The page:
In his second paper (see page 547, Editor's choice), he then explores the ‘particular question of whether the former wishes of a once-autonomous adult should be respected after the capacity to make decisions to realise those wishes is lost’. He teases apart the distinction between ‘biological death’ and ‘personal death’, a distinction he suggests is most stark in cases where the patient is in a vegetative state. The great challenge in these cases arises where the past desires of the ‘former person’ conflict with the current interests of the ‘biological person’. Discussing Dworkin's critical and experiential interests approach, Sheather argues that in cases such as W v M it cannot be a matter just of prioritising one over the other, as the question of sufficiency of evidence about past desires becomes a potentially vexing issue, as it did in that case. In his view, while being in an MC state may be abhorrent to most of us, people who are MC do have interests and the court's role is protect their experiential interests insofar as it can, and hence the justifications for shortening their lives must be strong. Ezio Di Nucci (see page 555) provides an excellent critical appraisal of the role the theory of ‘past’ and ‘present’ interests played in the decision, arguing that favouring one set of interests over another (even where the interests are those of the same person) can be seen as discriminatory. It is particularly interesting to read these two papers in conjunction with Joanne Gordon's exploration of the past interests aspect of the decision from the perspective of Speech Act Theory (see page 570), which she argues ‘provides a powerful challenge to the assumption that a past statement represents an individual's mental state’.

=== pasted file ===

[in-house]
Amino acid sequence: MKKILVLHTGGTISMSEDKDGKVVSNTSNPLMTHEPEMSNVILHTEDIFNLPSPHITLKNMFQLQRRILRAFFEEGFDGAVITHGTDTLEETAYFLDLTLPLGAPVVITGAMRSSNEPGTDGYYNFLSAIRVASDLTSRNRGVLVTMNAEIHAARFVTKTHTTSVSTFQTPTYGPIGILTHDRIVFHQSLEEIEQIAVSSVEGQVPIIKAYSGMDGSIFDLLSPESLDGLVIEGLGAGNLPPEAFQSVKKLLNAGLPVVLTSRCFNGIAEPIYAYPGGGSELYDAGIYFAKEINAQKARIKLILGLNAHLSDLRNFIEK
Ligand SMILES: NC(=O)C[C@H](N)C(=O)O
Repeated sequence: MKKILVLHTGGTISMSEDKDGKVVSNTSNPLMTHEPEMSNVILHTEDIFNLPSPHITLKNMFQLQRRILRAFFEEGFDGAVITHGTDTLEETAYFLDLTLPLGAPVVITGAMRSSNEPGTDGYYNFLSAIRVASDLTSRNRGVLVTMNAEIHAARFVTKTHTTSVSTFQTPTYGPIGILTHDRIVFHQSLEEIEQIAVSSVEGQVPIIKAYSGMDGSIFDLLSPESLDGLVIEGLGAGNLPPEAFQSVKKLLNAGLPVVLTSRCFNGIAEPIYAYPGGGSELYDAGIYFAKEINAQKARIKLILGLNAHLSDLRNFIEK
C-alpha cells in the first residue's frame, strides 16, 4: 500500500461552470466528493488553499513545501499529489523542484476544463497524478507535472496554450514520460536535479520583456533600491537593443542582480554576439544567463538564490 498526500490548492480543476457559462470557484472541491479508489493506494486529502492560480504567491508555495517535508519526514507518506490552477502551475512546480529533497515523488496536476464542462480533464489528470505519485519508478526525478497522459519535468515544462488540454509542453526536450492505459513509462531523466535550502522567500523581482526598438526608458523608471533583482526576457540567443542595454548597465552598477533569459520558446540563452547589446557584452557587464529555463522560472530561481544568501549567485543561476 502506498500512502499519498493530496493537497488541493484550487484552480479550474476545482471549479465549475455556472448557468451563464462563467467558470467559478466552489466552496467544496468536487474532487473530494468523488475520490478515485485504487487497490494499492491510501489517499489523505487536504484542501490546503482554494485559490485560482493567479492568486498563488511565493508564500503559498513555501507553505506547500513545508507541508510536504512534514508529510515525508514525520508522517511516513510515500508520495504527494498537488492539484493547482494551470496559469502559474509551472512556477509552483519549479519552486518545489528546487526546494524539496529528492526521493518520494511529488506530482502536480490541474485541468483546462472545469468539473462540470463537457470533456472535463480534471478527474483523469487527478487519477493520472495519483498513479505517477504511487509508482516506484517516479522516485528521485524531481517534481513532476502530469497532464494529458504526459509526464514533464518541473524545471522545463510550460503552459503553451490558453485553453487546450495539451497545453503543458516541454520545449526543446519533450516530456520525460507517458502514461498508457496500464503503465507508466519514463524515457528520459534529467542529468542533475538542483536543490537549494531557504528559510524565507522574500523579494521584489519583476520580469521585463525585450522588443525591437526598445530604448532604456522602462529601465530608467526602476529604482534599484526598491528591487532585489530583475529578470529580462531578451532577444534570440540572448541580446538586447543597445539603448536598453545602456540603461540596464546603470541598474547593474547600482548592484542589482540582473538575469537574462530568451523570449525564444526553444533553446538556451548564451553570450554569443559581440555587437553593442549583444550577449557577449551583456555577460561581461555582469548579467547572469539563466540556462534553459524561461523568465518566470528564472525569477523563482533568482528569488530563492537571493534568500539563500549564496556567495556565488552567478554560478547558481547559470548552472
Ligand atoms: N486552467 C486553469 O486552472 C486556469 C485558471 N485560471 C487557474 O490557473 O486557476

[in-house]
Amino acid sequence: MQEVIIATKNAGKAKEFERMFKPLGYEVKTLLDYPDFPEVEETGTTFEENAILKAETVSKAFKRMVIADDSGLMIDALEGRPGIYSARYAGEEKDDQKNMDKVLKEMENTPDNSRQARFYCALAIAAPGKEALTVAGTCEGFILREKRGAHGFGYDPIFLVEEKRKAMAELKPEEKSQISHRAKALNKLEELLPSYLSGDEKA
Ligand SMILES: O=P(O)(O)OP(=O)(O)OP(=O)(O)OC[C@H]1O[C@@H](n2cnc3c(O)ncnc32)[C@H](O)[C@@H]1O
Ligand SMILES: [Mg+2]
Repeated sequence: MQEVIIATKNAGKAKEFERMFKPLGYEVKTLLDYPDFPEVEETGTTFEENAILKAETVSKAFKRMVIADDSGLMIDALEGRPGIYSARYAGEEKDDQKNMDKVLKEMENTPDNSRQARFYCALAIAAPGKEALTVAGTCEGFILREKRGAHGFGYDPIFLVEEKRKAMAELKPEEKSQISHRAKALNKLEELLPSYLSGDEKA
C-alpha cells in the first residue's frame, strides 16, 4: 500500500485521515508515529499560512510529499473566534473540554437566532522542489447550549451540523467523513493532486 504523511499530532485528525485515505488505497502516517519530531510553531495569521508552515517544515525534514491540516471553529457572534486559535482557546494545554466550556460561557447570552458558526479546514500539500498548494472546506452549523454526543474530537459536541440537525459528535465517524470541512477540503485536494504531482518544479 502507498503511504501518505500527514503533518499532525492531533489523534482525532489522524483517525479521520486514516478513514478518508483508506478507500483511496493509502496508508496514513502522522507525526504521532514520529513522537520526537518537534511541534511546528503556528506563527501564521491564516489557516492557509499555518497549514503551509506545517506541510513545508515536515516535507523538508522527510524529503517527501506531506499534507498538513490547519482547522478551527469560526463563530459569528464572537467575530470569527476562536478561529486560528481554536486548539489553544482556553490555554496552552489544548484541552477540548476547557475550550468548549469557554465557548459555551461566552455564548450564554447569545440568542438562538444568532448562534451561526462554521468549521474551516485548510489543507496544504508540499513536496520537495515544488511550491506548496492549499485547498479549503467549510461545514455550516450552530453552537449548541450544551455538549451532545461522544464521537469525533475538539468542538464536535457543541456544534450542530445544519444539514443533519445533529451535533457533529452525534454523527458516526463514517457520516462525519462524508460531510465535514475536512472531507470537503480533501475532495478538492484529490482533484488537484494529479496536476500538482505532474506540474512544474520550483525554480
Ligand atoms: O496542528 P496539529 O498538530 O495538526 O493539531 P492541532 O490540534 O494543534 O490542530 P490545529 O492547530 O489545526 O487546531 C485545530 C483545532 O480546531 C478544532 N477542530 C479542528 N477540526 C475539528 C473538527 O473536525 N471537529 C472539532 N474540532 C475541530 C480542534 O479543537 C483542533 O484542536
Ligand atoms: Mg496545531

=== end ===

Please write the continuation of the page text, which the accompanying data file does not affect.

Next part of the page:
Walter Glannon (see page 551) presents two criticisms of the decision in W v M, explaining first how the Court of Property conflated the best interests test and the principle of sanctity of life, and then arguing that based on the facts continued treatment was not in M's best interests, because the burdens of it outweighed the benefits. Particularly important is Glannon's point that the Court's decision, which emphasised the ‘fatal consequence’ of removing treatment as being based on the ‘mistaken assumption that death always harms a person’. The correct approach, he argues, is to weigh the benefits and burdens of continuing treatment and into this weighting should come the previously expressed interests of the person who can no longer communicate her desires. Her opinion, which evidence suggested would have been a desire for care to be withdrawn, should have been the decisive factor, not sanctity of life. Alexandra Mullock takes a similar position in her paper (see page 553), arguing that ‘When patients have made informal statements of wishes and views, which clearly—if not precisely—apply to their present situation, judges should not feel free to usurp such expressions of autonomy unless there are compelling reasons for so doing’. Mullock makes the further point that where there is little evidence that a life is reasonable or even tolerable, ‘there can be no justification for usurping autonomy in order to maintain a life that seems unbearable from a critical interests perspective and intolerable from an experiential perspective’.